The image above features Mary from Burma and Kieri from Ceylon, elephants who were brought to the Hamburg Zoo to train for the circus. At 25 and 35, respectively, they were no young ladies, but still worked hard to help with the reconstruction effort after the Allied bombings during World War II.
Elephants are incredibly strong, which made them perfect for this difficult task. While it may not look like much, the wrecked car they’re pulling was full of bricks and used as a barricade during the bombings of Hamburg. This photo was captured in November 1945, and the two animals pulled the vehicle onto a truck bed, so it could be taken away.
As can be seen above, Kieri got to work on this strenuous task, while Mary moved on to other things. Supposedly, they were given more food in exchange for their hard work.
Despite being an odd sight, this wasn’t the first time elephants were used as part of the war effort – they had a purpose in Europe and the United Kingdom during the First World War. Farmers were forced to give up their equines, which were sent to fight on the Western Front. Still needing to plow their fields and work their farms, some replaced these livestock with elephants.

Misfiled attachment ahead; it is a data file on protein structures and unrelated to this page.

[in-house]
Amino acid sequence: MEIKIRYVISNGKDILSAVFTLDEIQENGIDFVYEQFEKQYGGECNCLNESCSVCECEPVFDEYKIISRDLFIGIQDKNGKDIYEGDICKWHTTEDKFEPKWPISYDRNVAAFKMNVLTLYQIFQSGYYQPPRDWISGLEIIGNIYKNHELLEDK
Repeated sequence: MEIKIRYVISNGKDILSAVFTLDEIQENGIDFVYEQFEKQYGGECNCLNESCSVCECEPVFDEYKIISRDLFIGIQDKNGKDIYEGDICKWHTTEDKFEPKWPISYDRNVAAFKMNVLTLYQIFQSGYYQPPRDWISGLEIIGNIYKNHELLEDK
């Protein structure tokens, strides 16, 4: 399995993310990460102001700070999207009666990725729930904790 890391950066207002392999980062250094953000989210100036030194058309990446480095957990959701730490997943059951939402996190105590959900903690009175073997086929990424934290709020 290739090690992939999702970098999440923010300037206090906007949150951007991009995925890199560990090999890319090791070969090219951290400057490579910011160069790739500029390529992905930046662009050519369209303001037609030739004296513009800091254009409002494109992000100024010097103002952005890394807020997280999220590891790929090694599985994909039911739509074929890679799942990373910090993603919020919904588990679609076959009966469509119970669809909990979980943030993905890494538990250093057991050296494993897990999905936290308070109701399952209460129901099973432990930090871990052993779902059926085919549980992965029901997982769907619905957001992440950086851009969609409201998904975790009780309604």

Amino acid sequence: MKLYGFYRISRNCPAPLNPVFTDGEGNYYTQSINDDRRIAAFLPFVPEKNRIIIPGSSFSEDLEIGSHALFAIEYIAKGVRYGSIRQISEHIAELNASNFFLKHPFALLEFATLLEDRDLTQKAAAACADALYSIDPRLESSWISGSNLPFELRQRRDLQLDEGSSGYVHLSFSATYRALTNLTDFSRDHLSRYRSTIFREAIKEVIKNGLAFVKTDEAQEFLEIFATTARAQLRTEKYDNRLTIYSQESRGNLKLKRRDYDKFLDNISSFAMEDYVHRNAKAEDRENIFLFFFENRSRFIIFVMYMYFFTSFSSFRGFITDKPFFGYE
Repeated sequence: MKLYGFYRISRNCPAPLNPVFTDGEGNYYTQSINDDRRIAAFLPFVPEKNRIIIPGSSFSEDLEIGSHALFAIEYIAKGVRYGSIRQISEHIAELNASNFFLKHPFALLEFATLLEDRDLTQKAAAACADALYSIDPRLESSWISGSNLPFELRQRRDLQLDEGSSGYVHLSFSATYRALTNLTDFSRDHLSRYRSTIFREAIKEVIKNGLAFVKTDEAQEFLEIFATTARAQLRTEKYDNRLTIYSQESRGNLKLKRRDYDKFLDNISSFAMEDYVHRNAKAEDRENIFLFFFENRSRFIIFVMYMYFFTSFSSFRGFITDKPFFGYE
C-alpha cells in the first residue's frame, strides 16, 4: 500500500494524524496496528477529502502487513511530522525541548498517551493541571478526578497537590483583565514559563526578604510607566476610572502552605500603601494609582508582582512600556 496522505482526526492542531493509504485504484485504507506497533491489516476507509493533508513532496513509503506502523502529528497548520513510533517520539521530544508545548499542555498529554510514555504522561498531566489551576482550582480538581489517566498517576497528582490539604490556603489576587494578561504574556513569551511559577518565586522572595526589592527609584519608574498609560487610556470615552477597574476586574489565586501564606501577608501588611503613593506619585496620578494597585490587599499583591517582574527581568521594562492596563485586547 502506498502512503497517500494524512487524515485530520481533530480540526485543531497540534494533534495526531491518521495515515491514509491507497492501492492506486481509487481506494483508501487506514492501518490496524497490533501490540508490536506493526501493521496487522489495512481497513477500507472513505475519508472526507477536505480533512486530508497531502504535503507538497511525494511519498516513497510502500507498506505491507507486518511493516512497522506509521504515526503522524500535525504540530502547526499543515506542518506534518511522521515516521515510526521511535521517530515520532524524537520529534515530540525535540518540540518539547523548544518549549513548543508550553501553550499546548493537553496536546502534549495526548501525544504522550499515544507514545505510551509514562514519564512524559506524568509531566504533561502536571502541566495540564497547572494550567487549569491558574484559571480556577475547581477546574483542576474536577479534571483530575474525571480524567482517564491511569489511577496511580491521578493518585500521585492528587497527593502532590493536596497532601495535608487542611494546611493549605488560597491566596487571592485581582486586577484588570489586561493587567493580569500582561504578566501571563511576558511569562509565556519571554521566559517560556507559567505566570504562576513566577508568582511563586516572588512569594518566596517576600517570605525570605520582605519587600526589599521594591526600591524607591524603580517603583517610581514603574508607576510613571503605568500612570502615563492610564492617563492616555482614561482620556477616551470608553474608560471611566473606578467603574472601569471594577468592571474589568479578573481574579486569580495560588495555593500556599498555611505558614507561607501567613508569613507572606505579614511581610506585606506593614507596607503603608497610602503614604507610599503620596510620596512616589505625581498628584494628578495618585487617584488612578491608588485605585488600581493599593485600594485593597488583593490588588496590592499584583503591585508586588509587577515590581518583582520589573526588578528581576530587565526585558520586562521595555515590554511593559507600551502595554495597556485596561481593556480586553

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In both world wars, elephants were also used for pulling and moving things, such as artillery, logs and, just like Mary and Kieri, rubble. Their ability to carry these large and heavy loads made them extremely useful, especially because they could often move through terrain that man-made vehicles couldn’t.